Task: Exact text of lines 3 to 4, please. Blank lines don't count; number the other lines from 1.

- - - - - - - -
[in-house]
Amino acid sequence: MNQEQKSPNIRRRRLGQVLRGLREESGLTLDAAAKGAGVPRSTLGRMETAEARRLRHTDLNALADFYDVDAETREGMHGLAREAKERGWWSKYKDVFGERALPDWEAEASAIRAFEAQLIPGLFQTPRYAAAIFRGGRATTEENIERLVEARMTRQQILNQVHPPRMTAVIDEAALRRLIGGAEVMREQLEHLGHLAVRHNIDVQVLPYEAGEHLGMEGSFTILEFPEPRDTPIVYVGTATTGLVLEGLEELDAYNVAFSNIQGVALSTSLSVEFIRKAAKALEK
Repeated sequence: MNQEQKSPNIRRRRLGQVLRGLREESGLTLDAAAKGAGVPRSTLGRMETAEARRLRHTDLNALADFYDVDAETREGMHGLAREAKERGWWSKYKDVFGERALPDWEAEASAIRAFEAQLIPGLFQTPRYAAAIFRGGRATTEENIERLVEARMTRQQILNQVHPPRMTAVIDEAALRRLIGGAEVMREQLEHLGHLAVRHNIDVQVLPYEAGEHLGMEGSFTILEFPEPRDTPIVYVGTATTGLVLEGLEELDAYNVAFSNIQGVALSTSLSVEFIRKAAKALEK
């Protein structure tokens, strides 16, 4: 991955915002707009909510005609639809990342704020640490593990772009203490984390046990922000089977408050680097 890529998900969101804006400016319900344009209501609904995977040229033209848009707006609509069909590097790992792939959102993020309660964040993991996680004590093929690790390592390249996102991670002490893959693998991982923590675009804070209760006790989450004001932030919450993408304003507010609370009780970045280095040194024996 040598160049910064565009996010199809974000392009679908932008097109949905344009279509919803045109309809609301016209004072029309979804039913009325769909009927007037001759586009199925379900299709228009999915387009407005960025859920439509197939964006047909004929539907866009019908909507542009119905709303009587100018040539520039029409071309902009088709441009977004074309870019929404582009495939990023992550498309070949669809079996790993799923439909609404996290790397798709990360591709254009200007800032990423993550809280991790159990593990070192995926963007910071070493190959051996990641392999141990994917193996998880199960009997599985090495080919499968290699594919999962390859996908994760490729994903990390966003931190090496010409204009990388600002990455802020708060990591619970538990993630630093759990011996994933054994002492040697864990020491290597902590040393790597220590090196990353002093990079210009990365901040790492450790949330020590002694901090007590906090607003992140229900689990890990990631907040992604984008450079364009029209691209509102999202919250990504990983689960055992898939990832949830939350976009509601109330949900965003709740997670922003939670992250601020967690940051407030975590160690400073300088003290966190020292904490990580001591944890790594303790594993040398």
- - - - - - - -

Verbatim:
Repeated sequence: MNQEQKSPNIRRRRLGQVLRGLREESGLTLDAAAKGAGVPRSTLGRMETAEARRLRHTDLNALADFYDVDAETREGMHGLAREAKERGWWSKYKDVFGERALPDWEAEASAIRAFEAQLIPGLFQTPRYAAAIFRGGRATTEENIERLVEARMTRQQILNQVHPPRMTAVIDEAALRRLIGGAEVMREQLEHLGHLAVRHNIDVQVLPYEAGEHLGMEGSFTILEFPEPRDTPIVYVGTATTGLVLEGLEELDAYNVAFSNIQGVALSTSLSVEFIRKAAKALEK
């Protein structure tokens, strides 16, 4: 991955915002707009909510005609639809990342704020640490593990772009203490984390046990922000089977408050680097 890529998900969101804006400016319900344009209501609904995977040229033209848009707006609509069909590097790992792939959102993020309660964040993991996680004590093929690790390592390249996102991670002490893959693998991982923590675009804070209760006790989450004001932030919450993408304003507010609370009780970045280095040194024996 040598160049910064565009996010199809974000392009679908932008097109949905344009279509919803045109309809609301016209004072029309979804039913009325769909009927007037001759586009199925379900299709228009999915387009407005960025859920439509197939964006047909004929539907866009019908909507542009119905709303009587100018040539520039029409071309902009088709441009977004074309870019929404582009495939990023992550498309070949669809079996790993799923439909609404996290790397798709990360591709254009200007800032990423993550809280991790159990593990070192995926963007910071070493190959051996990641392999141990994917193996998880199960009997599985090495080919499968290699594919999962390859996908994760490729994903990390966003931190090496010409204009990388600002990455802020708060990591619970538990993630630093759990011996994933054994002492040697864990020491290597902590040393790597220590090196990353002093990079210009990365901040790492450790949330020590002694901090007590906090607003992140229900689990890990990631907040992604984008450079364009029209691209509102999202919250990504990983689960055992898939990832949830939350976009509601109330949900965003709740997670922003939670992250601020967690940051407030975590160690400073300088003290966190020292904490990580001591944890790594303790594993040398």